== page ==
The only obligatory dress code for Muslims according to the Koran is to dress modestly. The Koran actually says in Surah XXIV Light “And tell the believing women to lower their gaze and be modest, and to display of their adornment only what which is apparent, and to draw their veils over their bosom” It goes on to describe the close relations with whom the woman can share her
adornments. There are no specifics about the hijab or burqa. There is no sketch or diagram. Covering the head is a cultural and personal choice in order to identify with faith. Muslim women wear the hijab to feel connected with their faith and with their community, as well as to distinguish themselves from Western traditions. Men are [i]not limited in their choices. This tradition is not distinctly Islamic. There are Hasidic Jews, as well as Amish men and woman who dress in a distinctive conservative style as well. A headscarf can even be as secular as a fashion statement as seen above on the lovely Grace Kelly! France especially recognizes the power of clothes, where being fashionable and beautiful is an expression of patriotism.
Despite these truths, it is difficult to know a person without seeing their face. However, there is a difference between the burqa, which covers the entirety of the face, and the hijab, which leaves the face exposed. The Muslim women in France who choose to wear the full burqa are a vast minority: about 3 thousand out of a country of 62 billion. France, the most secular country in Europe, practices a strict separation of church and state. So why should the government ban the religious choice of a small selection of their citizens?
The projected truth of what it is to be French was discussed in an official national debate on French identity led by President Sarkozy. Sarkozy’s attempt to define the national essence encourages a false ideal that all citizens must comply with the same set of values. Hannah Arendt also sees truth as something that applies to all men, a universal fact. However, the French government is trying to enforce a truth of the French image, while discounting the realistic diversity in their population.
According to the French government, the veil undermines national unity and threatens community. The French Right sites the preservation of frenchness as its primary objection to the veil. The veil has also become an issue of National Security. Muslim women must be totally visible in public. It is not safe to drive with vision obstructed by the veil. The tradeoff of these precautions is encroachment on the freedom of religion. Moreover, Muslim women have expressed the willingness to show their faces when legally necessary as in court, or at the bank.
The subject of women’s body as a form of political debate is not unprecedented. Catholic missionaries attempting to convert and assimilate Native American women cut off their long dark braids. Mini skirts in the late 60’s were measured with a ruler in schools for proper length. My mother was sent home from higschool in Austin, Texas for having yarn shoelaces that dragged on the ground. While the French claim to be protecting the equality and dignity of women, they are in fact disrespecting women’s right to choose their own religious practice.
Kenza Drider, a conservative Muslim French woman, announced her candidacy for President the same day the women were fined for wearing their veils in a town hall. She proposes to serve all women who are the subject of political discrimination, and though she has little chance to win the election she brings up the excellent point: How does controlling what women wear protect their rights?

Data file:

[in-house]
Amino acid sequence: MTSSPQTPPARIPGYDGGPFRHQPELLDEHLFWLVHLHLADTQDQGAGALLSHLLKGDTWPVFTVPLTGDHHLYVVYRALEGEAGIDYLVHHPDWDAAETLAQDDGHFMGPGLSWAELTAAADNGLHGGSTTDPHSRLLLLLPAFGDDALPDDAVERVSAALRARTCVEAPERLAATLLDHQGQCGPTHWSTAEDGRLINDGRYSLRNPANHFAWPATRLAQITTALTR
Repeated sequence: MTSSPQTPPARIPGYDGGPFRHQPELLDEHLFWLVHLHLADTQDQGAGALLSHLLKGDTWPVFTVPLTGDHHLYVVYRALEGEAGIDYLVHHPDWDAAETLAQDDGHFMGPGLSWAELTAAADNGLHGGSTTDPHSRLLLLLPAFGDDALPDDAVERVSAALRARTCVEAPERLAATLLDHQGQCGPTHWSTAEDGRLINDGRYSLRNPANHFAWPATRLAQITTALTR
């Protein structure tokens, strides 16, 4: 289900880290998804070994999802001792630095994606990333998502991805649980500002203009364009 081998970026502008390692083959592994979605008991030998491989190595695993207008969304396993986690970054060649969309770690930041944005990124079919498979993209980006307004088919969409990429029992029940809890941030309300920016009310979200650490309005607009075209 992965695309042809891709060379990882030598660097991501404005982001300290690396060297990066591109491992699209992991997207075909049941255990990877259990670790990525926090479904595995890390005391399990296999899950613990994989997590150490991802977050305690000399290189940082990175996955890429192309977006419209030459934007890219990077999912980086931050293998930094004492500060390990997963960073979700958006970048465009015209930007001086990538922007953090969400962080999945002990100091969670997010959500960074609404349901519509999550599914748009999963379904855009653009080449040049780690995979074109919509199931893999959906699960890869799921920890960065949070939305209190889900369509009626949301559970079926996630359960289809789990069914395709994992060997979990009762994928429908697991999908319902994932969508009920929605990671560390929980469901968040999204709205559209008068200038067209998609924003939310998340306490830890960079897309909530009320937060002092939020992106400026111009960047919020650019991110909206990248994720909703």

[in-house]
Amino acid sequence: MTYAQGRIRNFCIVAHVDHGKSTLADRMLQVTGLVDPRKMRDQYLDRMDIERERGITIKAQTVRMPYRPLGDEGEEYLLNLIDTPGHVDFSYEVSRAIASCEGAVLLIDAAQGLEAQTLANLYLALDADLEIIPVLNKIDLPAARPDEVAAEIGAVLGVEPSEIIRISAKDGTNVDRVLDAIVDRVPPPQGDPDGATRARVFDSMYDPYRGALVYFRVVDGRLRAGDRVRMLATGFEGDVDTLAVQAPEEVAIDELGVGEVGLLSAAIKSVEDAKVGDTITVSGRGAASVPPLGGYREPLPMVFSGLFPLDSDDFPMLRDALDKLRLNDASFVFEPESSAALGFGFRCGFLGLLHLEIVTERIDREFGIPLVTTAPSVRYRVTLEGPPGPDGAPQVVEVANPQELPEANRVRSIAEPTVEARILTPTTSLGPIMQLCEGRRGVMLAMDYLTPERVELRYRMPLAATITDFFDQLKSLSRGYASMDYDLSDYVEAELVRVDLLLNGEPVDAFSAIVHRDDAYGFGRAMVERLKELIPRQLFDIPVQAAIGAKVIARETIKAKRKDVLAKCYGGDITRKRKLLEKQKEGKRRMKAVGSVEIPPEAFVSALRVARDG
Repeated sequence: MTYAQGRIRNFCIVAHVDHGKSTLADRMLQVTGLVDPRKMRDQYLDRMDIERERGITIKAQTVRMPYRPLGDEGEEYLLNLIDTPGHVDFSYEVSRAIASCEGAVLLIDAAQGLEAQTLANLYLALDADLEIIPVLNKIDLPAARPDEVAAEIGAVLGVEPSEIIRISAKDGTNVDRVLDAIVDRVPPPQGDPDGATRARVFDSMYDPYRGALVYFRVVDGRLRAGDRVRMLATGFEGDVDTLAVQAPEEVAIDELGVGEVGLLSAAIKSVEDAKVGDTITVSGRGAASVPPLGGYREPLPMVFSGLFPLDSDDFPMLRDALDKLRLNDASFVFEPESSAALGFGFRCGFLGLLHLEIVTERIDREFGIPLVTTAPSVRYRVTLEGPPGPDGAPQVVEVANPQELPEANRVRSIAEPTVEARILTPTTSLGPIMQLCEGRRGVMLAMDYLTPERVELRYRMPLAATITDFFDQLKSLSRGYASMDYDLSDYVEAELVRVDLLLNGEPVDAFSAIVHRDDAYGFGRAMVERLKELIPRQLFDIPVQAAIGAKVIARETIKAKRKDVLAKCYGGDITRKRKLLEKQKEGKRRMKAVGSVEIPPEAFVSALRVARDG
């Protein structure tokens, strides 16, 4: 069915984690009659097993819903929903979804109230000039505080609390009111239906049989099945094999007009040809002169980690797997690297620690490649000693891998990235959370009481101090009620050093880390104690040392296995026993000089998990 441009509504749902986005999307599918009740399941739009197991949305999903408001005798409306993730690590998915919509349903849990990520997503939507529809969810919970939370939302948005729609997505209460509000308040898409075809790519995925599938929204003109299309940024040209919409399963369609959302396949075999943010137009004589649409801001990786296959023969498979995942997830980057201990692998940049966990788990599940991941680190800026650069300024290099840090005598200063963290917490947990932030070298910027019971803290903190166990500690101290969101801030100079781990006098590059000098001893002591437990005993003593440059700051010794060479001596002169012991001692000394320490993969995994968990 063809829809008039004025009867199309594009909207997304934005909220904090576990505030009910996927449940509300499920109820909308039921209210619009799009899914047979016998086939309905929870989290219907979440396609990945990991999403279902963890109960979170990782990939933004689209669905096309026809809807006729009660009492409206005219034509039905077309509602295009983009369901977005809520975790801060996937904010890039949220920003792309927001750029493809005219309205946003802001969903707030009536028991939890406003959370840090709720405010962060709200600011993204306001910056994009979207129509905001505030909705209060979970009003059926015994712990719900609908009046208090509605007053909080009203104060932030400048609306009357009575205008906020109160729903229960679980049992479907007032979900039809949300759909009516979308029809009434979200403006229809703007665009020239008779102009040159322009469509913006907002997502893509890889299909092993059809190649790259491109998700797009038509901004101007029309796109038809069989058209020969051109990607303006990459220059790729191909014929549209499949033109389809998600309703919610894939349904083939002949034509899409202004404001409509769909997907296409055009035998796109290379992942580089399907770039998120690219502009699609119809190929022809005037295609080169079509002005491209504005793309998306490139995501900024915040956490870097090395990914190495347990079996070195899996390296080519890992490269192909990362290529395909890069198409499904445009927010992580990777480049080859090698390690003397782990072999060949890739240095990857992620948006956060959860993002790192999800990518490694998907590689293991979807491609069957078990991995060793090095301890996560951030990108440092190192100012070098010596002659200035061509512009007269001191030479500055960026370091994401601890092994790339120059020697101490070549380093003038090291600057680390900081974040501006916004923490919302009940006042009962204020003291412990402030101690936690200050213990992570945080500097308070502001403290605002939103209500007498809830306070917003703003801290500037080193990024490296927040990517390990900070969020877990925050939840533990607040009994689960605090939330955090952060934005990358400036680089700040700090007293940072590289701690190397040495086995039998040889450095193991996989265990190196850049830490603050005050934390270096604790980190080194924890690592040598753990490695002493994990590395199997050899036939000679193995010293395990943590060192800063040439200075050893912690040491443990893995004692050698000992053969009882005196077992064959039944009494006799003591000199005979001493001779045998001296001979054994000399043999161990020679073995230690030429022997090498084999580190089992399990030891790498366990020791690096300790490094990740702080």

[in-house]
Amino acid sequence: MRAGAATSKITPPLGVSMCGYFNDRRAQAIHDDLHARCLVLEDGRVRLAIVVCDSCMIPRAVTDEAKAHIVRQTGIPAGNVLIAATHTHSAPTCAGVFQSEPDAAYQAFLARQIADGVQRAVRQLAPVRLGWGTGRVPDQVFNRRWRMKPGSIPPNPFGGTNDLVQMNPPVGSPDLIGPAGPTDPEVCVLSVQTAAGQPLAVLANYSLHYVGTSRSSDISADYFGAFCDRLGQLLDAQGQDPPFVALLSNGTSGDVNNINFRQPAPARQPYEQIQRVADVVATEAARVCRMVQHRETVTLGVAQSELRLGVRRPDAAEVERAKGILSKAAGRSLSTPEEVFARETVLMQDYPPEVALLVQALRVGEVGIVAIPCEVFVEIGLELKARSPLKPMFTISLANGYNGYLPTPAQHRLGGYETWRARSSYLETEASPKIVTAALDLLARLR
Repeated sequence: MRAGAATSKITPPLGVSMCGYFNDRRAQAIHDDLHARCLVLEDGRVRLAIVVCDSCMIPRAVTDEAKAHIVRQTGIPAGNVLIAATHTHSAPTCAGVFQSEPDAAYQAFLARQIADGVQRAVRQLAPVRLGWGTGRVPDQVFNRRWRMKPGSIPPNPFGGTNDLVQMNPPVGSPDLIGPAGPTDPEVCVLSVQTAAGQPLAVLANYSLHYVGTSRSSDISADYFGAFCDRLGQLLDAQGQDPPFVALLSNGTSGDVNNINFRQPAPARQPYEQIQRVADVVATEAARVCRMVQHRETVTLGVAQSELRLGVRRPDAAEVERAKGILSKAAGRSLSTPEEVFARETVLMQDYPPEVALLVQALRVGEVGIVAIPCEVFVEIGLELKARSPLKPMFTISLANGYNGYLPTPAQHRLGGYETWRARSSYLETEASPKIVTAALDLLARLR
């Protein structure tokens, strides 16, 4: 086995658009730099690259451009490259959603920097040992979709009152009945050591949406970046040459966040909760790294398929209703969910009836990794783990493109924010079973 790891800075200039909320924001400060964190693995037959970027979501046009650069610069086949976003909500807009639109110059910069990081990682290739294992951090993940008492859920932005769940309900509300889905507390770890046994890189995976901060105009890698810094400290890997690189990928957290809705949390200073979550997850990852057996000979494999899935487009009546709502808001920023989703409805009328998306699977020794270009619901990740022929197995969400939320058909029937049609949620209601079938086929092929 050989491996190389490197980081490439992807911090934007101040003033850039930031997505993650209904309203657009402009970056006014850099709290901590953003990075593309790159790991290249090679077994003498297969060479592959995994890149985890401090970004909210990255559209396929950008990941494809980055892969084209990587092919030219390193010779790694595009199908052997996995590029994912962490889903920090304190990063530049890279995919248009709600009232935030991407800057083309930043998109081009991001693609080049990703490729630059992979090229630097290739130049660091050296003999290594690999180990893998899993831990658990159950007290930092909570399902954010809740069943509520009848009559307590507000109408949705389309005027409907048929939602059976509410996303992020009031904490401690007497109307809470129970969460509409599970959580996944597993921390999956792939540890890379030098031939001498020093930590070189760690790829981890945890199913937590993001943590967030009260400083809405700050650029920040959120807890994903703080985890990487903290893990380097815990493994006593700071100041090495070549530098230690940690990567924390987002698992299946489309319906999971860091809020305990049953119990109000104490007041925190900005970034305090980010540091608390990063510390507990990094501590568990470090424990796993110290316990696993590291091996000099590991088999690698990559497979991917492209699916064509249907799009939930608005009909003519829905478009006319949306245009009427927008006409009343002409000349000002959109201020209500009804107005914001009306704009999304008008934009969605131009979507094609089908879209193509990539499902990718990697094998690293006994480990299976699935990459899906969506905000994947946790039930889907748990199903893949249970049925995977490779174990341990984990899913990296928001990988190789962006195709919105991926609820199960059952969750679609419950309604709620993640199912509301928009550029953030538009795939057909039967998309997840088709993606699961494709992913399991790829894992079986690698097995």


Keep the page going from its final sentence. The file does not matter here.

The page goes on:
When I was in the West Bank for three weeks I was asked to cover my hair, which I found unpleasant. Covering my latest haircut or dye job: both of which have the power to transform and reinvent self-image, felt oppressive. I wore a scarf to and from the school where I taught and quickly tore it off the moment I entered my classroom. It is part of Western culture to celebrate the beauty of the female body, which consequently means to expose it. This is something I believe in personally, and support the celebration of the female body. However, my mind was opened when my students told me why they love their hijabs, and choose to start wearing them much earlier than they needed to. Generally girls adorn themselves with hijabs when they begin menstruating. They said it makes them feel like more of a woman, and they are proud to feel that way. I had never thought of it like that, but now see that this choice is strongly cultural and connects the fashionable young ladies with their community as well as their religion. The choice is not unlike my own to begin wearing a bra and shaving my legs during those same formative years.
The choice to wear a hijab ties a young woman to their families as a representative symbol of societal values. This is not in accordance with the Western idolization of individualism, and therefore an essential difference between our cultures. By dictating how women can dress, France is dismissing differences in culture that it should tolerate rather than control.
France’s burqa ban oppresses women by banning an essential part of their religious and cultural heritage. The ultimate right for any individual, man or woman, is choice. France’s nationalist battle of the veil prohibits this right. French Muslim women should not have to choose between their religion and their country because their country doesn’t view their choices as French. Does the narrative projected by the French government ring true, or is a woman’s right to choose the universal truth? Though the collective nationalist brainwashing can be compelling, in the end there can only be one truth. Either France is right and the burqa condemns the countries sense of self, as well as oppresses women, or Muslim women who freely choose to wear their burqas are the more free and liberated citizens of France. The ban exemplifies the manipulation of truth for a political purpose, using the woman’s body as an illustrative tool for change.
 Iranian Painter: Afshin Pirhashemi
 Jananne Al-Ani, Untitled, 1996
 Grace Kelly in To Catch a Thief 1995
 President Sarkozy
 Kenza Drider announcing her candidacy
 My English Class, Bard Palestinian Youth Initiative, West Bank
 Lisa Lyon by Robert Mapplethorpe